Patience…it’s one of those things we all need, but it seems harder and harder to come by these days.

To be honest, I thought that the isolation of a pandemic would have brought a greater sense of kindness and compassion—both important ingredients of patience. But the more we move away from lockdowns, the more I recognize that patience is still something that we all could use a little more of.

Don’t get me wrong—there are so many kind and compassionate people in the world. And we all know someone who fits the bill. But it seems that every time I am out and about in the world, there are people who forget that kindness is always the best way to lead.

If you want a lesson in patience, visit the airport.

The other day, I was in the airport traveling from New York City back to my home in Florida. There were two lines: one for TSA PreCheck and another line for everyone else.

For those of you who don’t know, TSA PreCheck is a service that allows you to get through the line faster with a smoother screening process.

Our son doesn’t have TSA PreCheck, so he went through the regular line while we went through the PreCheck line. Twenty minutes later, our son called us, asking us where we were at. He was able to get right through, but we still had over 100 people ahead of us in the line that was supposed to save us time.

As you can imagine, people around us started complaining very loudly. They were moaning and groaning, demanding to see the supervisor, and insisting that they shouldn’t have to wait.

I was frustrated too. I thought that I could have organized things much better. For starters, our line had two agents manning the station while the other line had six agents who were just standing around. But I was there as a traveler, and it wasn’t my job to fix it.

After hearing the people moan and groan around me, it would have been incredibly easy for me to fall into the same trap. But I thought to myself, “What good is complaining going to do?” The two agents were working furiously to try and get people through the line as quickly as two people could manage. And I had a lot of compassion for them as I watched them working hard while also fielding complaints.

Enter the surprising gift of shoes.

I decided to let go of my initial frustration and distract myself with something a little more positive. Rather than focus on the time it was taking to clear the line, I found myself looking at people’s shoes. You would be surprised at how many different kinds of shoes there are in the airport.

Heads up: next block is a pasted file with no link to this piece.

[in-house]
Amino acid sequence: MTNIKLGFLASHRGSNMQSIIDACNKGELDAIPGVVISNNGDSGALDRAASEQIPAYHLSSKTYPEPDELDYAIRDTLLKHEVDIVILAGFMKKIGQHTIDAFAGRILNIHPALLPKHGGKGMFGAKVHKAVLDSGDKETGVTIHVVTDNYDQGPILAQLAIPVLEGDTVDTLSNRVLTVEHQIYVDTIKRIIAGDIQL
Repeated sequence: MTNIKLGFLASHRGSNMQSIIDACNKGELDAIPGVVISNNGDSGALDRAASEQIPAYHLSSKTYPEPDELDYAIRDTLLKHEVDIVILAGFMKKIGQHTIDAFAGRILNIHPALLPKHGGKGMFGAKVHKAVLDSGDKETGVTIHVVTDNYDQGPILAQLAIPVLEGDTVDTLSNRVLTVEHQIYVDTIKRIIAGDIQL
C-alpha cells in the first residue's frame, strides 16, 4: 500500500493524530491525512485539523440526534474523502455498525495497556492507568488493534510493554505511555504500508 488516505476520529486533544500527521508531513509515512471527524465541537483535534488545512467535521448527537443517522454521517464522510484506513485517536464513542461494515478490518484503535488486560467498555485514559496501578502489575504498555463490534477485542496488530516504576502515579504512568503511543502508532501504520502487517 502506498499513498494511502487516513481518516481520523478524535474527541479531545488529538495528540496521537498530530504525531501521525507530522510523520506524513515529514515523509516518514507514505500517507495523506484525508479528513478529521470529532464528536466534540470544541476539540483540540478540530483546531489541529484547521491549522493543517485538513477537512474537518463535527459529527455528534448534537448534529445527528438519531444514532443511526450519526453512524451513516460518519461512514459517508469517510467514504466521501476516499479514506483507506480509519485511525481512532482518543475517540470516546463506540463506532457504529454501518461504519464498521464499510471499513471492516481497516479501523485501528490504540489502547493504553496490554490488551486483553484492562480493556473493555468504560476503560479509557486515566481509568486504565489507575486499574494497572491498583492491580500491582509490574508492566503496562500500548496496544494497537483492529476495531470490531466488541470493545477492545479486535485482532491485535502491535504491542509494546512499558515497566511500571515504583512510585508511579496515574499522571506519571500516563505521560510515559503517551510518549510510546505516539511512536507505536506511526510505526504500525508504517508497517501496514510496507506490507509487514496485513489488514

Now you may think that looking at the shoes of airport visitors is silly, but it wasn’t about the shoes. I made a conscious choice to find something else to focus my mind on so that I could more patiently wait for the line to move forward.

It had nothing to do with the shoes. It was about where I chose to place my focus—or rather what I chose to NOT focus my energy on. And believe it or not, that line seemed to go much faster while I focused on the shoes because it allowed me to remain in a relatively calm state of mind.

This lesson on patience has changed my perspective.

My purpose in sharing this experience is to prep us all for the upcoming holiday season.

Everyone knows that the holidays can be a time where people tend to feel a little more stressed and lose a lot more patience with each other. Maybe this is because we’re always trying to cram everything into one small time period. Maybe it’s because we feel the need to buy lots of gifts, make a gourmet meal, and host the best holiday party.

But maybe—just maybe—if we changed our focus, the holidays could be so much better.

What if we made the focus of the holidays spending time with friends and family?

How would things change if we made our focus love and community, kindness and giving?

What if we skipped black Friday shopping and spent the day helping someone instead?

Patience during the holidays isn’t an elusive unicorn—it’s a natural positive consequence of where we choose to place our focus.

The world needs a little more patience.

That experience in the airport was a good reminder to me that as we move into the holidays, we need to make patience a priority.

If you’re going to a store, understand that you may be waiting in line for a very long time. Take a book, talk to the person behind you, or become a shoe watcher. Do whatever you feel inspired to do to remove your focus from those circumstances that lie outside of your control, like a long line, an angry shopper, or stormy weather. The less you focus on your sources of frustration, the more peace you will have this holiday season.

We’re all doing the best we can as we try to get back out there and do normal things. But there’s always room for improvement. Now is a good time to reflect on the kind of people we want to be moving forward.

For me, I’m committing myself to becoming a little more patient. Sure, there are moments when I’m going to struggle with this, but there’s always shoes to focus on. And even if there’s not, I’m going to make considerable effort to bring my best self to every situation—to be patient, to be kind, and to show compassion to those around me.

We have no idea what the people around us are struggling with. But everyone feels better when we lead with kindness, patience, and compassion.

What are you going to do to be a little more patient this holiday season?

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